Much like a grocery store checklist, storyboards provide you with a checklist of the visuals you need to capture before executing your story. Story boards are ways that you can visually plan your story to affectively tell your story. It is a visual outline.
They provide you with a basic skeleton and make sure your story is concise and easy to understand.
Storyboards help you brainstorm and think visually about potential shots you can capture to tell your multimedia story in the best was possible.
Animator, director, and producer Craig McCraken once said “The storyboard artists is to plan out shot for shot the whole show, write all the dialog and decide the mood, actions, jokes, pacing etc, of every scene.”
Storyboards are the foundation and blueprint for appealing, concise and quality multimedia projects.
This map is an indication of how free journalists in other nations are in their coverage. Living in the United States where freedom of the press is a constitutional and “unalienable” right, it is surprising that many nations are restricted in their freedom.
I believe the freedom of the press to criticize US government is something that is taken for granted every day,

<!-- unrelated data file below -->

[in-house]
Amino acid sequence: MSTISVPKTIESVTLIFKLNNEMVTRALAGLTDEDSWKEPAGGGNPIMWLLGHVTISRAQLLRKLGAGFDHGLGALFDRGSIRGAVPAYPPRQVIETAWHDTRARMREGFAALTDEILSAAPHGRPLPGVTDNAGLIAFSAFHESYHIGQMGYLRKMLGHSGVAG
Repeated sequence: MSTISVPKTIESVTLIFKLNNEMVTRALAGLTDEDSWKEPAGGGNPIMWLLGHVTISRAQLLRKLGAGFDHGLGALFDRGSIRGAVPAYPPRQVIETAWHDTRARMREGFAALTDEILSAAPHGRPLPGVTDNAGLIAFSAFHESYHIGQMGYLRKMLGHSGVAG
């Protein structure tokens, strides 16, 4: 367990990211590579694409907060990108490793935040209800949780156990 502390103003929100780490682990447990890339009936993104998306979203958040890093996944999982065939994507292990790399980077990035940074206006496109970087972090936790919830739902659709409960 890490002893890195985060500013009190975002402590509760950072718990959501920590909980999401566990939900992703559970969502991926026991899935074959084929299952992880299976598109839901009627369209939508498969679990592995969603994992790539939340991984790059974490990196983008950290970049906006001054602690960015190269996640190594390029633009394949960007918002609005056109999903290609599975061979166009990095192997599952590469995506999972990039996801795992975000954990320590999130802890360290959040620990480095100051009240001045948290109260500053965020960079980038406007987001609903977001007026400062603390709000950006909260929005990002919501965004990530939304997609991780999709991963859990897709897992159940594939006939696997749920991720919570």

However, in 1964 when America was once the leading nation in press freedom, it now ranks 46th in comparison with rest of the world.
This is an excerpt for USA Today:
“Both the Bush and Obama administrations challenged the distinction between journalists and other people who receive classified information. The Obama administration placed Associated Press reporters under surveillance and, in 2010, named Fox News correspondent James Rosen “an aider, abettor and/or co-conspirator” for his work with a whistle-blower.
If that seems perfectly Nixonian, it is actually perfectly Obamian. While President Nixon was denounced for his use of the Espionage Act of 1917, Obama has brought twice the number of such prosecutions of all prior presidents under the act. Julian Assange, the publisher of the WikiLeaks material, is now hiding in an embassy in London, and the administration is seeking an absurd 105-year sentence against freelance journalistBarrett Brown for linking to hacked e-mails and other leaked information.”